coast. Readings on Sunday range from near 40 across the higher
elevations to near 50 degrees along the coast.
Monday and Tuesday...
Next shot of precipitation is on Monday into Tuesday. High pressure
builds well offshore. A cutoff low is progged to lift from the
Central Plains late on Sunday northeastward into the Great Lakes
Region. A surface low develops somewhere from the Mississippi River
Valley to the Southeast US and lifts northeastward. Still some
significant timing differences with the GFS/ECMWF being much slower
than the latest GEM guidance. Run-to-run differences suggest things
trending slower, but being this far out this trend could change.
Kept the NBM guidance at this point in time. Looks like mainly rain,
but will need to hammer down ptype details once we get closer to the
Temperatures remain mild with highs on Monday and Tuesday ranging
from the 40s to the low 50s. Expect the warmest readings along
.AVIATION /03Z THURSDAY THROUGH MONDAY/...
Forecaster Confidence Levels...
Low - less than 30 percent.
Moderate - 30 to 60 percent.
High - greater than 60 percent.
VFR conditions expected through the forecast. A trough swings in
from the Great Lakes bringing bringing 4-6 kft ceilings in
western MA. This will gradually expand across southern New
England through Thursday. Well captured by the latest RAP RH at
Tonight...High confidence on the trends, but moderate confidence
on the timing of when gusty winds end. NW winds diminishing
overnight. Thinking roughly between 02-06Z per RAP/NAM and GLAMP
guidance. Winds remaining NW.
Thursday...High confidence. Gusty winds redevelop, but will not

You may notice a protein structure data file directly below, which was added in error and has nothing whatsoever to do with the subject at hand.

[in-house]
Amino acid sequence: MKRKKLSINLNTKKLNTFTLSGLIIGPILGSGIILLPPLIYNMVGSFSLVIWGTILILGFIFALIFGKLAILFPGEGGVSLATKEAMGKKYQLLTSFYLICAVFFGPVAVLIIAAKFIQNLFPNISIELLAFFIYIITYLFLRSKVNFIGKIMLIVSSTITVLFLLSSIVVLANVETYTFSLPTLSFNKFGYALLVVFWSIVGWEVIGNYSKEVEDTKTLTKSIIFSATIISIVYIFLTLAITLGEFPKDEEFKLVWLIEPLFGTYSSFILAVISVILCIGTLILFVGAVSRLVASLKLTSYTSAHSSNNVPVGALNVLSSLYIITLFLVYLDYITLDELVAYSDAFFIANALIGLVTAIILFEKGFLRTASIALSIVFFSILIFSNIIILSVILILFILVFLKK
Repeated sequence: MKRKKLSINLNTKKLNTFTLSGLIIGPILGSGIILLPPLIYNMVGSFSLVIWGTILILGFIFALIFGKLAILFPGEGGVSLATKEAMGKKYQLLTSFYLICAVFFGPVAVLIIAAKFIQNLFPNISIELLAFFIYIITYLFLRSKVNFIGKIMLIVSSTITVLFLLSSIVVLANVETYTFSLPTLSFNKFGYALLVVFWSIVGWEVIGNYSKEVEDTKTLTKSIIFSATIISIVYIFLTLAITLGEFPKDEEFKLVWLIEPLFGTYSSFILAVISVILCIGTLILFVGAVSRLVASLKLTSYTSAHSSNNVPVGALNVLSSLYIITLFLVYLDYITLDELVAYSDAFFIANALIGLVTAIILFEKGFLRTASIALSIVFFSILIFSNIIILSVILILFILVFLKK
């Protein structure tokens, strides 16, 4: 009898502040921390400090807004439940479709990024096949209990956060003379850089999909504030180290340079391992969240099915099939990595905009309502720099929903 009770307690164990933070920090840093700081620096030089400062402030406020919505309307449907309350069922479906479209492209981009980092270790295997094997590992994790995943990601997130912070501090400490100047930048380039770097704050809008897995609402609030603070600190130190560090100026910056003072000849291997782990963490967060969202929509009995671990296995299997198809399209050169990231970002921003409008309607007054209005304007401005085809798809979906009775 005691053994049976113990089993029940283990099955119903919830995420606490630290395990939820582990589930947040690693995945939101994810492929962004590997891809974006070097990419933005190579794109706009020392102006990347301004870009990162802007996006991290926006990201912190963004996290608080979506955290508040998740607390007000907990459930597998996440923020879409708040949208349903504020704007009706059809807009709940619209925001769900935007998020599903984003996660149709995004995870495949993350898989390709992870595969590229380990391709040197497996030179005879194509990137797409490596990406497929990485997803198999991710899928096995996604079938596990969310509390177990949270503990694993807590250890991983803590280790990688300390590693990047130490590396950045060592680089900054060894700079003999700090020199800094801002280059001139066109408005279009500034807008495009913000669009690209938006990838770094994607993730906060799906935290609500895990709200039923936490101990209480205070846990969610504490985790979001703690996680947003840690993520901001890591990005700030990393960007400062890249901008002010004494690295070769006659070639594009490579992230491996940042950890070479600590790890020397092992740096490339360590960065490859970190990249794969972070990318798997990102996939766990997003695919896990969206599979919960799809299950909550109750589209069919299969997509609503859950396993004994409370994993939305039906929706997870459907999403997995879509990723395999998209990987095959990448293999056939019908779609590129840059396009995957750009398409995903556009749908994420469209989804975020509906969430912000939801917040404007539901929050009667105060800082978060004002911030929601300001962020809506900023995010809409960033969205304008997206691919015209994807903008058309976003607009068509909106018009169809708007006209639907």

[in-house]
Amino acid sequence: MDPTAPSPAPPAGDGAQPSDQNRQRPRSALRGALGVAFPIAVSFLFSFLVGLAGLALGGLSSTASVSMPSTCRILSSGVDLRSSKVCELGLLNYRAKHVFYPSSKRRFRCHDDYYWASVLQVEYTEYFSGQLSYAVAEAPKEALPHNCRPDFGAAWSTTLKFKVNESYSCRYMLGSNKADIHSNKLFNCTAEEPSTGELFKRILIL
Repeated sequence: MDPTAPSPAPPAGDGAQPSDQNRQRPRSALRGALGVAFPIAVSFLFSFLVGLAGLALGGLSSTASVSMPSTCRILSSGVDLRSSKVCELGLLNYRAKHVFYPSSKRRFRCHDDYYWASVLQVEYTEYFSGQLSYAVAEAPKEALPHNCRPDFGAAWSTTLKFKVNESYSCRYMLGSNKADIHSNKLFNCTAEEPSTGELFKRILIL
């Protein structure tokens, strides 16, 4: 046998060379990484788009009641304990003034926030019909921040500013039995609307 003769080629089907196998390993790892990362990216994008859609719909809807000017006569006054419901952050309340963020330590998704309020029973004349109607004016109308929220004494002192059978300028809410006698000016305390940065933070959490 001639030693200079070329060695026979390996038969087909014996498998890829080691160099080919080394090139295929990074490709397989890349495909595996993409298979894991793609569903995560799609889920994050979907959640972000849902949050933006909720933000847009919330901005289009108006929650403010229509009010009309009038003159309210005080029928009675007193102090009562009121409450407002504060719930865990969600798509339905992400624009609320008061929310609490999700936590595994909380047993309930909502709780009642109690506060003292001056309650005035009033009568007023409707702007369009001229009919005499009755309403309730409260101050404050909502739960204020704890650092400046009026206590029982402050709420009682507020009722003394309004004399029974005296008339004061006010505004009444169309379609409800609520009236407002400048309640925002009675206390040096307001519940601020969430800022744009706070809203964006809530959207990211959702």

be as gusty as today. Should see gusts around 15-20 kts once the
mixed layer develops between 13-15Z. Gusts end during the
evening once the mixed layer decouples. Roughly between 22-02Z.
KBOS Terminal...High confidence in TAF.
KBDL Terminal...High confidence in TAF.
Outlook /Thursday Night through Monday/...
Thursday Night through Saturday: VFR. Breezy.
Saturday Night through Sunday Night: VFR.
Monday: Mainly VFR, with areas MVFR possible. Chance RA.
Gradually diminishing wind as gradient relaxes. 25-30 kt gusts this
evening, dropping to 15-20 kt by late tonight.
Thursday and Thursday night...High confidence.
Winds mostly below SCA with NW gusts 15-20 kt
Outlook /Thursday Night through Monday/...
Thursday Night through Friday Night: Winds less than 25 kt.
Seas locally approaching 5 ft.
Saturday: Winds less than 25 kt. Areas of seas approaching
Saturday Night: Winds less than 25 kt. Seas locally approaching
Sunday through Sunday Night: Winds less than 25 kt.
Monday: Winds less than 25 kt. Chance of rain.
MARINE...Small Craft Advisory until 4 AM EST Thursday for ANZ231>235-
Small Craft Advisory until 1 PM EST Thursday for ANZ250-254.
Small Craft Advisory until 7 AM EST Thursday for ANZ255.
Area Forecast Discussion
National Weather Service State College PA
1052 PM EST Wed Feb 19 2020
A large area of Canadian high pressure will move southeast to
the Lower Mississippi and Tennessee Valleys by early Saturday,
dominating our weather with mainly dry and and seasonably cold
conditions through Friday. Just a few flurries will fly across
the northern tier this afternoon into Thursday morning.
A weak mid and upper level disturbance will move east and tap
limited low level moisture off the Great Lakes, bringing the
chance of snow showers across the Northwest half of the state
Thursday with a light coating of snow possible across the
Northwest Mountains and Laurel Highlands.
The coldest day will be Thursday as high temperatures stay
about 10 to 15 degrees below normal.
A gradual warming trend will follow for the upcoming weekend
with a continuation of dry weather. The next chance for
precipitation, mainly in the form of rain, will come Monday
.NEAR TERM /UNTIL 6 AM THURSDAY MORNING/...
Skies will be mainly clear through early tonight, before a deck
of thick altocu and altostratus races east from the midwest and
spreads across mainly the NW half of the CWA toward daybreak.
WNW Wind will diminish this evening to 10 kts or less. Lows
tonight will vary from the teens across the Northern Mtns and
Laurel Highlands to the low- mid 20s in the SE.
.SHORT TERM /6 AM THURSDAY MORNING THROUGH THURSDAY NIGHT/...
RAP soundings show a thick shield of mid level clouds covering
much of the NW half to two thirds of the state, with cloud bases
dipping into the 3.5-5 kft AGL range for a few to several hours